Even so, some (mostly Western) scholars have argued that the historical ordination of women deacons was not a cheirotonia, or ordination to major orders, but a cheirothesia, a blessing that signifies installation to a minor order. The confusion is understandable, since the two terms were sometimes used interchangeably, but other scholars are equally convinced that women were ordained to the major order of the diaconate. The proof will be in the liturgy the bishops actually use. At present there is only one liturgy and one tradition by which to create a woman deacon in the Byzantine rite, and it is demonstrably a ritual of ordination for the "servant who is to be ordained to the office of a deacon." Even the document on the diaconate issued by the Vatican's International Theological Commission in 2002 admits that "Canon 15 of the Council of Chalcedon (451) seems to confirm the fact that deaconesses really were 'ordained' by the imposition of hands (cheirotonia)."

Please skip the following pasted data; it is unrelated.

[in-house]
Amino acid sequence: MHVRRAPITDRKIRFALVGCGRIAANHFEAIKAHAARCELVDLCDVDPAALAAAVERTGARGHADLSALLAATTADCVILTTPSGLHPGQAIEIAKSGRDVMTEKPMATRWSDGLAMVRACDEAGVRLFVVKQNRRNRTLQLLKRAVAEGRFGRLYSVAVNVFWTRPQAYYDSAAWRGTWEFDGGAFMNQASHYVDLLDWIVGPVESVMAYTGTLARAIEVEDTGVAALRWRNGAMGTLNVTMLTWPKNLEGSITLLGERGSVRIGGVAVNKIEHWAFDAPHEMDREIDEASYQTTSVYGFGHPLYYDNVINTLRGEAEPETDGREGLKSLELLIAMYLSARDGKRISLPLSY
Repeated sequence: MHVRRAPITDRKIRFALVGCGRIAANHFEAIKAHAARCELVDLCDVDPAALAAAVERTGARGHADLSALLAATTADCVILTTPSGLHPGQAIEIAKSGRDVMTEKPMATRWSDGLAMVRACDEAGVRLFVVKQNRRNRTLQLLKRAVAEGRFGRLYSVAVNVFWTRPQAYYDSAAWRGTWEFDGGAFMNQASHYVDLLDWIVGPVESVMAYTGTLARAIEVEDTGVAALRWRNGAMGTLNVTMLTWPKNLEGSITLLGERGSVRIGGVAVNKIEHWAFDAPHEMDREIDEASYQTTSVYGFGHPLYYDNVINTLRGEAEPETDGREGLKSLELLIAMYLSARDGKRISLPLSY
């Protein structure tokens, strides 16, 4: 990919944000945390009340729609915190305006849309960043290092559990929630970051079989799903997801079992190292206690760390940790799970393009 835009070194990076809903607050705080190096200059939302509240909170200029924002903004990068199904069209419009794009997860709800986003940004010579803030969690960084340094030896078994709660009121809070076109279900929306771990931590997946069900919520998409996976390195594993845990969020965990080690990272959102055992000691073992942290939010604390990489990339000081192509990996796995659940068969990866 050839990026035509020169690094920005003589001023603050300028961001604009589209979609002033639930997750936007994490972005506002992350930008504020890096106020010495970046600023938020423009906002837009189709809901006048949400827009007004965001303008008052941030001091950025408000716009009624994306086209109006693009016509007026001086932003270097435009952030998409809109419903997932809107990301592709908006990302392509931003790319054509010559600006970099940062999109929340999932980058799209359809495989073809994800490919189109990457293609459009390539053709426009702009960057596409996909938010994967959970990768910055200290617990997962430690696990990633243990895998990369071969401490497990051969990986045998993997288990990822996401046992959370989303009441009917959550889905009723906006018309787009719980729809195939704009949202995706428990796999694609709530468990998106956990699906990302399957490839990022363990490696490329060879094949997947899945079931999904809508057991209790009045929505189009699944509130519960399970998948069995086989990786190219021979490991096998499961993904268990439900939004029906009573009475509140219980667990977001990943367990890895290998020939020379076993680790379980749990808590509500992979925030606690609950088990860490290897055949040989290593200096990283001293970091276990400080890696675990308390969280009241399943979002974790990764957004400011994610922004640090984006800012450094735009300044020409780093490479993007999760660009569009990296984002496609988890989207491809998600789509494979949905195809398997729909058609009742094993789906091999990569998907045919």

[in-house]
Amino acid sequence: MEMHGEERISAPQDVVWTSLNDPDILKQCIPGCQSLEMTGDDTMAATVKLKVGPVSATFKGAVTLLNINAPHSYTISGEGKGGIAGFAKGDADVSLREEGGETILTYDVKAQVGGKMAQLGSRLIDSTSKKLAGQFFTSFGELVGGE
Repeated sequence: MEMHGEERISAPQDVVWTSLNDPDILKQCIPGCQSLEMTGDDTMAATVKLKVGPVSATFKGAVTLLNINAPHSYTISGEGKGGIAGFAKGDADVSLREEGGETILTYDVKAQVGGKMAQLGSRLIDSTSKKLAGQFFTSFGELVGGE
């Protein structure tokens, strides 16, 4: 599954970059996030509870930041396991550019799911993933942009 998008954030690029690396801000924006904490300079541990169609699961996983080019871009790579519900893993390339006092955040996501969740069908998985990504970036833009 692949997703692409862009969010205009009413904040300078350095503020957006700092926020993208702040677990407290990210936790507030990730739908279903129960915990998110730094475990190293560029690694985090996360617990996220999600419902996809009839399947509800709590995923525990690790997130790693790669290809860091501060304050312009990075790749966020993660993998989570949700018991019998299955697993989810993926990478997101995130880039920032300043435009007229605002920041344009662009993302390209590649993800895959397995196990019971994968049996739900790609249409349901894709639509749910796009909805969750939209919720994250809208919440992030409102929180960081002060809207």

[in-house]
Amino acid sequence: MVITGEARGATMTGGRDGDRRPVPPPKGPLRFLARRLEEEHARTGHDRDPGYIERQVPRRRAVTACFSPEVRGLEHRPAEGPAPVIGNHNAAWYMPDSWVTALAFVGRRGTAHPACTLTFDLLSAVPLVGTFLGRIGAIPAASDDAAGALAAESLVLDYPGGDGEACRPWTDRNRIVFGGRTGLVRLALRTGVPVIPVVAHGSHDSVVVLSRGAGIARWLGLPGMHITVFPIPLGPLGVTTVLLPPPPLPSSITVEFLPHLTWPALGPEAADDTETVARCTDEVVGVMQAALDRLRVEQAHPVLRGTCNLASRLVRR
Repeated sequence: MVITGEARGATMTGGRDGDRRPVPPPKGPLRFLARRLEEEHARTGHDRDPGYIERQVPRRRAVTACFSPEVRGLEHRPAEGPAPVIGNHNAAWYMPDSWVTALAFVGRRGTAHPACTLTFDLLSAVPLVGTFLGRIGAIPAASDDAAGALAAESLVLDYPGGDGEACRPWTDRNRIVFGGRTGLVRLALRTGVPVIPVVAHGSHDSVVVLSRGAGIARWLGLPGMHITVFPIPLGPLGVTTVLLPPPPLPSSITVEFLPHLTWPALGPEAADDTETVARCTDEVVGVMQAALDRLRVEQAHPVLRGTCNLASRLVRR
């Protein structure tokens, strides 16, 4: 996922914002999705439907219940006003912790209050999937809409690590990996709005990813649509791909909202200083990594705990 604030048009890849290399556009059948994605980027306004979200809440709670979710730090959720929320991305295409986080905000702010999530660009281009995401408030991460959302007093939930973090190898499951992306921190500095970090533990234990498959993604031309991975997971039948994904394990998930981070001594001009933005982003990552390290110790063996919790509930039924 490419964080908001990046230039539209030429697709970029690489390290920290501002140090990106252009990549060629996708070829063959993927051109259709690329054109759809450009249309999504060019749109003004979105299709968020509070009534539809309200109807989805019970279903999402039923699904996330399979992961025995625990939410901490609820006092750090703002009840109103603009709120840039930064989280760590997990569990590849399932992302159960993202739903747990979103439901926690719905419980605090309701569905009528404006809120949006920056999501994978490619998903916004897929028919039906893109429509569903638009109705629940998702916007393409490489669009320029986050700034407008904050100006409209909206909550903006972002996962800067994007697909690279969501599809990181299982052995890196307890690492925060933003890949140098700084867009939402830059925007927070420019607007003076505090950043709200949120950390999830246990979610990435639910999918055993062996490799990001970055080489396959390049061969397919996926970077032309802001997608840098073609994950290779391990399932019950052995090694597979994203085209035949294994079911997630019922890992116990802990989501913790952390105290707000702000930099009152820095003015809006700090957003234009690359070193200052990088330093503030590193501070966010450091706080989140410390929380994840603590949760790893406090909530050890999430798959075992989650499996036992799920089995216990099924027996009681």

Despite the pejorative use of quotation marks here and elsewhere in the document when historical ordinations of women deacons are mentioned, this Vatican commission seems unwilling to deny the history to which the Church of Greece has now newly returned. Further, the Vatican document points out that the practice of ordaining women deacons according to the Byzantine liturgy lasted at least into the eighth century. It does not review Orthodox practice after 1054. The rejuvenation of the order of deaconess in the Church of Greece is expected to begin during the winter of 2004-5.